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Research Project: Integrated Research to Improve On-Farm Animal Health in Salmonid Aquaculture

Location: Cool and Cold Water Aquaculture Research

Title: Flagellar regulation is required for virulence in Yersinia ruckeri

item Welch, Timothy - Tim
item Jozwick, Anna - Goucher College

Submitted to: International Symposium on Aquatic Animal Health
Publication Type: Abstract Only
Publication Acceptance Date: 7/10/2018
Publication Date: 9/4/2018
Citation: Welch, T.J., Jozwick, A. 2018. Flagellar regulation is required for virulence in Yersinia ruckeri [abstract]. International Symposium on Aquatic Animal Health. P156.

Interpretive Summary:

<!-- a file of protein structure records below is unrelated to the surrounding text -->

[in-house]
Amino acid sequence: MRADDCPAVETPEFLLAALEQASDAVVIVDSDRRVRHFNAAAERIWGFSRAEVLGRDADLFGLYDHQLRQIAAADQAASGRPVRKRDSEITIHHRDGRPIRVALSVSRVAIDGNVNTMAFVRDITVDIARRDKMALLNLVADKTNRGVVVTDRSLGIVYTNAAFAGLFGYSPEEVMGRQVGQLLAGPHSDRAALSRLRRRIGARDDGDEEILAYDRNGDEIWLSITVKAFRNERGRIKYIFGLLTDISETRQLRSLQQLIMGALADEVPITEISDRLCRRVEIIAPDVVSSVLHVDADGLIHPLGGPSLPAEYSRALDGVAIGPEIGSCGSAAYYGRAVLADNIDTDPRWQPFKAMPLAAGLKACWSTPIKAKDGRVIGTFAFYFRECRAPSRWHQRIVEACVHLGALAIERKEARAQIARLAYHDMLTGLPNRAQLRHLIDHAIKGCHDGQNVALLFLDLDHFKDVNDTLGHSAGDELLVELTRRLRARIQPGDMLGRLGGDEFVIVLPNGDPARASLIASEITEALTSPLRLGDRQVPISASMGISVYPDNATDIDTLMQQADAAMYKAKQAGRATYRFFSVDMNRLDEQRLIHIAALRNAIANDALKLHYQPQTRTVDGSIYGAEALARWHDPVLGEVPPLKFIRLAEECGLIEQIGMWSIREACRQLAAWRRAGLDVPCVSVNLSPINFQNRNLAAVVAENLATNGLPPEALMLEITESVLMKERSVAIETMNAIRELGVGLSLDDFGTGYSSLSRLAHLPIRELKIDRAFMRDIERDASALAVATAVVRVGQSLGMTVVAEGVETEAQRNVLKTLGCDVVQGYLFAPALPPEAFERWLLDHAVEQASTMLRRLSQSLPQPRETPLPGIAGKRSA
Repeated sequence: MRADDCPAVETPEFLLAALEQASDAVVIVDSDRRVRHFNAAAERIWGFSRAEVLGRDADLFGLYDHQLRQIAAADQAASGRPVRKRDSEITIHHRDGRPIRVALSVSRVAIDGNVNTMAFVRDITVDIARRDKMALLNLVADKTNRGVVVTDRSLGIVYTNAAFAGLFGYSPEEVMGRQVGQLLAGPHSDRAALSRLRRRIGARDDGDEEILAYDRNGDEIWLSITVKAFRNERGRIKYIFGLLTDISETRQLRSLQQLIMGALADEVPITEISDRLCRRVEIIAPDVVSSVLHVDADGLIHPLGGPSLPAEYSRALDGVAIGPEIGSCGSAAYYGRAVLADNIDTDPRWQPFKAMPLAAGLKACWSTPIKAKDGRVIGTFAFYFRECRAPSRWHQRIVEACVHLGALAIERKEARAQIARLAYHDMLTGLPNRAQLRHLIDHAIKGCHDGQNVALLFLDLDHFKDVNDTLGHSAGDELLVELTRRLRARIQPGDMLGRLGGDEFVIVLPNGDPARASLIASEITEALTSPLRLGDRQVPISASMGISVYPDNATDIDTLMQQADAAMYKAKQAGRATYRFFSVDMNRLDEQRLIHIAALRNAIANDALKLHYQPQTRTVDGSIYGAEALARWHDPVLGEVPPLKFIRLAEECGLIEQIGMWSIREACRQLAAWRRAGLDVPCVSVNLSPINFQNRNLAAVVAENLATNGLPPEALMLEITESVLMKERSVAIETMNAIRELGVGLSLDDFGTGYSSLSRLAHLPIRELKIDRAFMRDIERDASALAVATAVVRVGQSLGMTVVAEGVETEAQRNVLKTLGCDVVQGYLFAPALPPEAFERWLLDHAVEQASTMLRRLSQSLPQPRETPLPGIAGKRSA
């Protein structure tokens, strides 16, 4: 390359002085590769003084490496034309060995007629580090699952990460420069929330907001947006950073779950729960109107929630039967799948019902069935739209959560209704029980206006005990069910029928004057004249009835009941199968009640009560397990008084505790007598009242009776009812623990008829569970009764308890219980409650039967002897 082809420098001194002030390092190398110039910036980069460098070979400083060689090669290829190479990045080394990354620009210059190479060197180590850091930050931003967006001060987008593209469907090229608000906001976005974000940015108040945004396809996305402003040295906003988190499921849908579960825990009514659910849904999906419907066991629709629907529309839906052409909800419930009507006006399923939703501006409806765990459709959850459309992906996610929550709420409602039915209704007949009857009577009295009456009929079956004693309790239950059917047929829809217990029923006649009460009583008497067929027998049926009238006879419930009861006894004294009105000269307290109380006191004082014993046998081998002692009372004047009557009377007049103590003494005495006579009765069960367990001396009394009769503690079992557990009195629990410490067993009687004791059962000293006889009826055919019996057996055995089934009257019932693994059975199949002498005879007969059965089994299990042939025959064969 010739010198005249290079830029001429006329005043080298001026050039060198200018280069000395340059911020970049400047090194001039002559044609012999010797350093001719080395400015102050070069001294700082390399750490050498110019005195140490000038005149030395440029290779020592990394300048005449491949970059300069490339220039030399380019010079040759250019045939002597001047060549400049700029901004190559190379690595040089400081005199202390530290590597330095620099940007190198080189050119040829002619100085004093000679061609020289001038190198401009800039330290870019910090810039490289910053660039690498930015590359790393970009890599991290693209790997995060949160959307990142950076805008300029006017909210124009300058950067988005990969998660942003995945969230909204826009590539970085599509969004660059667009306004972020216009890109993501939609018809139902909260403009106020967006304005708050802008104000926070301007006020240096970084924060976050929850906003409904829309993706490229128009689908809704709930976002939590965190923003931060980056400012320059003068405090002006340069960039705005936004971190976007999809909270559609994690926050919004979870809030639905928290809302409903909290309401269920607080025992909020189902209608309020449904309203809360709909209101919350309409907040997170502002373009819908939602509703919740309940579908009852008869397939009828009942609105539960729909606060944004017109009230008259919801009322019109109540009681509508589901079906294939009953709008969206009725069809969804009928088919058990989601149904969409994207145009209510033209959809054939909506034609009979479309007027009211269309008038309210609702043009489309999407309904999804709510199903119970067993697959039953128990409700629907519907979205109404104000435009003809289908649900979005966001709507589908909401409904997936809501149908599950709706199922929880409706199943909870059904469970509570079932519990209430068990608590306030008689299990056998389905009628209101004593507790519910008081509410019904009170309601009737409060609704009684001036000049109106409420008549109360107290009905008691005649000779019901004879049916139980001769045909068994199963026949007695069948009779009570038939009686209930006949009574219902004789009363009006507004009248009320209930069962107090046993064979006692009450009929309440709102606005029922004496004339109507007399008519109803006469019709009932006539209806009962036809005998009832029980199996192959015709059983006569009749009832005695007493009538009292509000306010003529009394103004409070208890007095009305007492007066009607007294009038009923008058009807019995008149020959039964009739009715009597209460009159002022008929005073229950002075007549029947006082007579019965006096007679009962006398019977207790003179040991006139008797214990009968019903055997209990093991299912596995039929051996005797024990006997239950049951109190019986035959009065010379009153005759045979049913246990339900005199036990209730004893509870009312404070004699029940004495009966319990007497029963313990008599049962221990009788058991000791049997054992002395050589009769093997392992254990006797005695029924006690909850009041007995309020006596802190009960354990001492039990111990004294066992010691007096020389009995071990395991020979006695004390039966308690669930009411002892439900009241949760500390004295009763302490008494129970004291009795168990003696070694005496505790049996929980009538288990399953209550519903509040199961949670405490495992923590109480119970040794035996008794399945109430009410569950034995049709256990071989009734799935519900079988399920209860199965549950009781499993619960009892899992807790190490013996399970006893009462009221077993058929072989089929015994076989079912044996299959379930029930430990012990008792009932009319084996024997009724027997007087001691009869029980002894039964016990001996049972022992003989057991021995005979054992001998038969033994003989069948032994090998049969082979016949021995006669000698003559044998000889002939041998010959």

Technical Abstract: The gram-negative Enterobacterium Yersinia ruckeri is the etiologic agent of enteric redmouth disease (ERM), a septicemia affecting primarily farmed rainbow trout (Oncorhynchus mykiss, Walbaum). Expression of the flagellin locus (fliC) is repressed during the course of infection and subsequently up-regulated upon host mortality in a motile strain of Y. ruckeri. We have recently used a selective method to identify a spontaneous Y. ruckeri mutant strain (TW32) that displays elevated and constitutive expression of the flagellar motility phenotype. Strain TW32 is non-virulent and exposure of rainbow trout to this strain induces a specific anti- Y. ruckeri IgM antibody response and non-specific anti-Flavobacterium pschrophillum immunity of unknown duration. Virulence in TW32 is restored when the flagellar secretion system is inactivated through mutation of the filR gene in the TW32 background. This demonstrates that the attenuating mutation in TW32 exerts its effect through the flagellar secretion system and is thus dependent on either a component of the system (flagellin) or a secreted factor. Genome sequencing of the TW32 strain and marker-exchange experiments revealed that a single mutation in the promoter region of the flagellar master regulator FlhDC is responsible for this phenotype. These results suggest that the inappropriate expression of flagellar secretion during infection triggers host recognition and thus immune stimulation resulting in attenuation of virulence. The repression of flagellin expression during infection likely occurs in order to evade host recognition and is critical for Y. ruckeri virulence. We also hypothesize that these unique properties of TW32 could make this strain an ideal live-attenuated vaccine.